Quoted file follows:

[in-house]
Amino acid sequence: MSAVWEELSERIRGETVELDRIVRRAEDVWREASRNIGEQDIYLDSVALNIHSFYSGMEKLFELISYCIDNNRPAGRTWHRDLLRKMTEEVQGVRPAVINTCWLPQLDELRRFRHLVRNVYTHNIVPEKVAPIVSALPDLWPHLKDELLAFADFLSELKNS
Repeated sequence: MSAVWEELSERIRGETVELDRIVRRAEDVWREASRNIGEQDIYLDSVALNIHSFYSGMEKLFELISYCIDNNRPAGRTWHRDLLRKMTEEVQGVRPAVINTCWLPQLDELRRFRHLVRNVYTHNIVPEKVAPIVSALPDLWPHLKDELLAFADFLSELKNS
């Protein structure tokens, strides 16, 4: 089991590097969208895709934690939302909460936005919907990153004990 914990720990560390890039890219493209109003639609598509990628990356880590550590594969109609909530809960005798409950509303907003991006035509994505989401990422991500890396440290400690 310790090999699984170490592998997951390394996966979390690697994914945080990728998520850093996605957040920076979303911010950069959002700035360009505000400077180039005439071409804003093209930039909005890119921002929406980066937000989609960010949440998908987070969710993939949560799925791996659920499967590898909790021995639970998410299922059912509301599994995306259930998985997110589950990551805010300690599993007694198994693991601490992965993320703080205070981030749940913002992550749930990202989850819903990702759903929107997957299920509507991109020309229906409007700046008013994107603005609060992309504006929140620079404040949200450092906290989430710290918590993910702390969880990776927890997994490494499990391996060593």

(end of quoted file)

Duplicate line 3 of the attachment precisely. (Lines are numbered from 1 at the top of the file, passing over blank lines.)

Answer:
Repeated sequence: MSAVWEELSERIRGETVELDRIVRRAEDVWREASRNIGEQDIYLDSVALNIHSFYSGMEKLFELISYCIDNNRPAGRTWHRDLLRKMTEEVQGVRPAVINTCWLPQLDELRRFRHLVRNVYTHNIVPEKVAPIVSALPDLWPHLKDELLAFADFLSELKNS